Russia is concluding paying off the external debt of the Soviet Union. The last tranche will be paid to Bosnia and Herzegovina, Izvestia writes on Friday. A source in the Russian government said the deal on settling the last debt estimated at $125.2 mln is ready and expected to be signed in the coming months. The payment will be carried out before this summer. The Finance Ministry confirmed that the Soviet-era debt will be settled by the end of the year.
Last week, the Finance Ministry said the Soviet Union’s $60.6 mln debt to Macedonia was paid off and that the only outstanding Soviet-era debt was to Bosnia and Herzegovina. Like Macedonia, the country was formed as a result of Yugoslavia’s breakup and had the right to reclaim part of the USSR’s debt, the paper says.
The Finance Ministry’s press service confirmed that the debt will be redeemed through state budget funds. According to the ministry’s official documents, some 512.3 bln rubles ($8.9bln) are envisaged for these purposes. The debt to Bosnia and Herzegovina will be paid off within 45 days from the ratification of an intergovernmental agreement.
The payment of the Soviet Union’s debt is a political move, said Professor of the Russian President’s Academy of the National Economy and Public Administration (RANEPA) Yuri Yudenkov. "It is very important for international status that we recognized the debts of the Soviet Union and paid them off. At the same time, we forgave the debts of such countries as Vietnam and Algeria."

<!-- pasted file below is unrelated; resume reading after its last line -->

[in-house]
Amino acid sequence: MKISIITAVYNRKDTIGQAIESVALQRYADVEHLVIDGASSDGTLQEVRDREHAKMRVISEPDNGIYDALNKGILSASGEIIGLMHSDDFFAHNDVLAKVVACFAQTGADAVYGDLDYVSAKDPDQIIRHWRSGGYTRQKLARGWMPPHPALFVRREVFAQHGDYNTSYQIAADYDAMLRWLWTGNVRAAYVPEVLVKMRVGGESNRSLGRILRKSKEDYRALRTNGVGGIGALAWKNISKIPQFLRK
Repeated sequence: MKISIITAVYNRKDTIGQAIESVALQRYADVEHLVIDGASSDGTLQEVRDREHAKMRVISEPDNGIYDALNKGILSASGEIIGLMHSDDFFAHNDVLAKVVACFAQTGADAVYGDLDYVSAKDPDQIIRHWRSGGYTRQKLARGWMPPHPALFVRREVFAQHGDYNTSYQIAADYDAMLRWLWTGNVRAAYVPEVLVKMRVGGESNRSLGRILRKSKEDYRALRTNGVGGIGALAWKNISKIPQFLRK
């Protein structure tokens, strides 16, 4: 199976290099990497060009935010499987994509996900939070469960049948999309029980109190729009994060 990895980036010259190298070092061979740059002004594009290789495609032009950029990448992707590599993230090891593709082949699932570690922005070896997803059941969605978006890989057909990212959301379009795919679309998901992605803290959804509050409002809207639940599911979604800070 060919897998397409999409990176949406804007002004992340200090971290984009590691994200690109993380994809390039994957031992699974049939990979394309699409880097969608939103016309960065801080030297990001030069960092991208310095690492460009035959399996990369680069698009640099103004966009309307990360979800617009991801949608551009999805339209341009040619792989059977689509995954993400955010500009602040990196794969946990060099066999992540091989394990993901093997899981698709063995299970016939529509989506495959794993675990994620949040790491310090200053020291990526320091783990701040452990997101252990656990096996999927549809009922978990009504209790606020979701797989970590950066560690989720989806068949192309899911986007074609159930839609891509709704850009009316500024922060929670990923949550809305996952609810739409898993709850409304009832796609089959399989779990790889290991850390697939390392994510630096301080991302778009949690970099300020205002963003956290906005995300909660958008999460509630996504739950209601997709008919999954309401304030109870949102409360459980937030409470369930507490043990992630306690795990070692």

Russian Chief of General Staff Valery Gerasimov met with his US counterpart, Chairman of Joint Chiefs of Staff General Joseph Dunford in Azerbaijan’s capital of Baku on Thursday. The first face-to-face talks between Russian and US military chiefs in nearly three years focused on the crisis in Syria. Both parties agreed to step up contacts at various military levels, but there was nothing on full-fledged military coordination, Kommersant writes.
Sources familiar with the matter told the paper that the preparation for talks had lasted for several months and faced some difficulties. Last time, the US and Russian military chiefs met was in January 2014 in Brussels but two months later the Pentagon suspended all contacts with Russia’s Defense Ministry over events in Ukraine’s southeast and Crimea’s reunification with Russia. Since then, the political situation deteriorated, one of the sources told Kommersant. The meeting was held in Azerbaijan, which is seen as neutral ground, given that both Russia and the US have "strong relations" with Baku.